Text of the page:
Here is a guest post by Thomas Morrison  co-editor of Shadesofgreen.info. He spends a majority of his time writing on topics that are both green and progressive.

The Importance of Biodiversity in Farmers Markets

Doug Band and the CGI (Clinton Global Initiative) as well as US Ecologist Gary Nabhan have recently come out as strong proponents for crop diversity. Nabhan’s position is that in order to keep the idea of diversity at the forefront of our society, we must apply it to biology of crop diversification.  His theories of promoting sustainability through grocery shopping have become popular. In a recent interview Nabhan said, “in other environmental issues we tell people to stop something, reduce their impact, reduce their damage.” His article Coming Home to Eat published in 200l can be cited as influencing the popularity of green culture, the local food movement, and the increased appearance of farmers markets all over the country.

A host of other organizations have begun to promote sustainability through the act of conservation. Bill Clinton, Doug Band and the CGI (Clinton Global Initiative) have set their sights on emission reduction projects throughout the country. In order to do this, they have partnered up with Donlen, GreenDriver, and Environmental Defense Fund with the purpose of reducing commercial fleet emissions by 20% in the next five years.  The Earth Day Network has brought together local and national conservationist groups and green enthusiasts to participate in an open forum. This forum serves as a space to incite discussion and dialogue on new ways to create a sustainable planet. Individuals can reduce their carbon footprint, create less waste, and stop the unnecessary wasting of water. Gary Nabhan strongly suggests as members of society we take a larger look at the state of our planet.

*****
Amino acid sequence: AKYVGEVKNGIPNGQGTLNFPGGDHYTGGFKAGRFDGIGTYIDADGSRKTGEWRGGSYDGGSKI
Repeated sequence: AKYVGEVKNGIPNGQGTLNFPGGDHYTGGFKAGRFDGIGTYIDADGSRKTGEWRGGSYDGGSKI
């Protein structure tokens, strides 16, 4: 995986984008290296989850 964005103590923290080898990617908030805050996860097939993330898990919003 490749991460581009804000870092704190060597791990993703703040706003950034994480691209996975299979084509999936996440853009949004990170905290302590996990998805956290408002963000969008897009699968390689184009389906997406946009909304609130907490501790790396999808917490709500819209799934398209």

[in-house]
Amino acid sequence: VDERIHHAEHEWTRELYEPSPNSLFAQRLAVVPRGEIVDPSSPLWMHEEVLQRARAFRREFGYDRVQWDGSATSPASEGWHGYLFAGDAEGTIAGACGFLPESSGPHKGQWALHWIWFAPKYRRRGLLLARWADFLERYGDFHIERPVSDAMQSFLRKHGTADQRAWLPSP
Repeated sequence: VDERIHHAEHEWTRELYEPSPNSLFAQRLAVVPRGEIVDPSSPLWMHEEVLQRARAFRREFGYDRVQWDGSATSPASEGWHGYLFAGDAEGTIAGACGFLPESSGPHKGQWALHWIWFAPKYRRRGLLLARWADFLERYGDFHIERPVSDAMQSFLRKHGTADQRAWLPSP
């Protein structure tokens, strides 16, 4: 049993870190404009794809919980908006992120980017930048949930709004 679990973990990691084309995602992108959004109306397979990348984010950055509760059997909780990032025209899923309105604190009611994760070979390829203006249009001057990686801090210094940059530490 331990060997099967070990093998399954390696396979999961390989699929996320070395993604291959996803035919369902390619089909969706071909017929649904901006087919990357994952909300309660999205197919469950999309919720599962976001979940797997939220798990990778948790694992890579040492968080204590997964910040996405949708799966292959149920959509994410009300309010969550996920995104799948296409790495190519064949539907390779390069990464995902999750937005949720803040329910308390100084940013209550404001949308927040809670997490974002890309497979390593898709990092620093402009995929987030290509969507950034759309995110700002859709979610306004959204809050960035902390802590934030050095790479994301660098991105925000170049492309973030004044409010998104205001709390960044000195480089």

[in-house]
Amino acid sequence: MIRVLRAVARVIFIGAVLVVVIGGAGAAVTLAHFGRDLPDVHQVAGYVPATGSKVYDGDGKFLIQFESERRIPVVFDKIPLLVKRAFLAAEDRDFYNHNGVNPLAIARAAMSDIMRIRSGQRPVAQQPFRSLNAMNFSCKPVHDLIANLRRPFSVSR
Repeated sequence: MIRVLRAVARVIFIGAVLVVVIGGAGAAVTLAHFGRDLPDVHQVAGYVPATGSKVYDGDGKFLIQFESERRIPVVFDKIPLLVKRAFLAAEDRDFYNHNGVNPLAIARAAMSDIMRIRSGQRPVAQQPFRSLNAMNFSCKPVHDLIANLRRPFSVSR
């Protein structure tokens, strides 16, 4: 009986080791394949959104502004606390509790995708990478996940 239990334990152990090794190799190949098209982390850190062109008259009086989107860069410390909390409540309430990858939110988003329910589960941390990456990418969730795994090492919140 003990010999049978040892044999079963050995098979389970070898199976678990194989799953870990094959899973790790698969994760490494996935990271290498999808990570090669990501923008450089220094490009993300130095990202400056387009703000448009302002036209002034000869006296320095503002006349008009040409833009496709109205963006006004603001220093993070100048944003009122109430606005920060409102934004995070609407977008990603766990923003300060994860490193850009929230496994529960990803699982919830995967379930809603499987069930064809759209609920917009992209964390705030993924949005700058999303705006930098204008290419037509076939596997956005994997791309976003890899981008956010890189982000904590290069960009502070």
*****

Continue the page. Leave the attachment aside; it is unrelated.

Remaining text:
The United Nations’ Food and Agriculture Organization produced a study with results indicating that a quarter of crop diversity is left and a dozen species provides 90% of the animal protein consumed around the globe. More over, roughly four crop species supply half of the plant-based calories in the basic human diet. Nabhan theorizes that growing food locally will have a massive impact on our planet’s sustainability. The “eat what you conserve” theory says by eating the produce that we are attempting to conserve, we are simultaneously promoting the granular dissemination of a vast amount of plant types.

Agriculturist Marco Contiero adds to the theory by saying, “biodiversity is an essential characteristic of any sustainable agricultural system, especially in the context of climate change.”
According to Conterio, since individuals raise and harvest our own crops and plants, we should purchase the crops harvested and produced by other local growers. If individuals buy food grown and harvested locally, the large carbon footprint associated with the transnational transportation of food is no longer a problem. Both arguments require an active effort toward conservation and sustainability. As the spring approaches, visit your local farmers market to get all the best in seasonal fruit and vegetables. Visiting your local produce stand is also a great way to promote biodiversity, support your local economy, and experience the delicious regional food varieties.